ObamaCare has lived to see another day. According to the Supreme Court ruling, the only substantial change is that the individual mandate is now considered a tax, something the Obama White House refused to admit it was.
Three hours after the decision was passed down, the Romney campaign’s spokeswoman announced they surpassed the $1 million mark in organic fundraising, mostly from small donors who, after hearing the Supreme Court’s ruling, made their way to the Romney website and clicked “Donate.” The average donation to the Romney campaign was for a little more than $115. As of yet, neither the Republican National Committee (RNC) nor the Romney campaign have sent a fundraising email based on the Supreme Court ruling. If these organic fundraising numbers are any indication, the Supreme Court’s decision on ObamaCare could be the biggest moneymaker for Republicans this election cycle.
During the ObamaCare debate in Congress in 2009, conservative groups saw a major uptick in donations. At the time, the Michael Steele led-RNC was dealing with high levels of donor mistrust after multiple stories about RNC wasteful spending and poor decision-making; thus, most conservatives chose to donate to organizations and campaigns directly. In 2009, the Heritage Foundation saw a 45 percent increase in donations and the American Enterprise Institute saw a 58 percent increase. Scott Brown ran as the 41st vote against ObamaCare and saw historic fundraising numbers for his election, raising over $1 million during a one-day moneybomb. These were incredibly strong fundraising numbers for an off-cycle year and were indicative of the high levels of donor discontent with the ObamaCare bill.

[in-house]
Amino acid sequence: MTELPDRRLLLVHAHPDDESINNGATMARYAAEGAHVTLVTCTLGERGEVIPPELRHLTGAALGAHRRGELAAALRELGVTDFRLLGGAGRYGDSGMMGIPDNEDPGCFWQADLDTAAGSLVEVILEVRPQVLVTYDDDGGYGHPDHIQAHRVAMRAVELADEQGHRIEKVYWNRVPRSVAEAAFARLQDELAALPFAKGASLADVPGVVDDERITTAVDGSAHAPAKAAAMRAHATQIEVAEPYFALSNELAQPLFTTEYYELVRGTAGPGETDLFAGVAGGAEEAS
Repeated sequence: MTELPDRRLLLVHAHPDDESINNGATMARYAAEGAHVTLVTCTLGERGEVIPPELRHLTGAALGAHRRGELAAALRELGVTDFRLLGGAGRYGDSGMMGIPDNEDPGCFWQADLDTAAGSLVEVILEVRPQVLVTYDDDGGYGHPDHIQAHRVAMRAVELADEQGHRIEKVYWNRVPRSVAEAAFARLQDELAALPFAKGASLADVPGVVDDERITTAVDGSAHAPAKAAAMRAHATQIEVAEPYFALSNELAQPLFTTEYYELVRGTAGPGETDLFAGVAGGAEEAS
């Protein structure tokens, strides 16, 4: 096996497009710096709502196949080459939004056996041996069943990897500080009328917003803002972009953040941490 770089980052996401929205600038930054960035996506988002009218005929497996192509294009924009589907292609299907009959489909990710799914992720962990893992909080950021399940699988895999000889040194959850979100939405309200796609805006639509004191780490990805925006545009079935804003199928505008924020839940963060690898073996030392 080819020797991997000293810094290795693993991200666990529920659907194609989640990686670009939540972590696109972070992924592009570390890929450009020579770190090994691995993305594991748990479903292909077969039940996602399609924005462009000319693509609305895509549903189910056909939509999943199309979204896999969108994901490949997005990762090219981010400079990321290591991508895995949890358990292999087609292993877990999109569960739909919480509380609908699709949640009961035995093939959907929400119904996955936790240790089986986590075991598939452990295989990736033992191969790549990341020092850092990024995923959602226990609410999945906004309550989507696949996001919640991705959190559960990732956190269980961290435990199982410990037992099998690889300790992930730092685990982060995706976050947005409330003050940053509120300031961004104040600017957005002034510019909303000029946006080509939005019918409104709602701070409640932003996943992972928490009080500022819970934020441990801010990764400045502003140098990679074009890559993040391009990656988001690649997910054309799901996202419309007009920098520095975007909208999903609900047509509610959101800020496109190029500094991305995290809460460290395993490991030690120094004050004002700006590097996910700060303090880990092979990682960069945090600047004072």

Every time it is polled, ObamaCare becomes more and more unpopular with the American people. As any good fundraiser knows, it’s easier to solicit donations from the discontented. While the Supreme Court decision may not be what conservatives were hoping for, the fundraising departments of conservative organizations and candidates are now in overdrive as Americans will now register their disappointment and frustration with their wallets.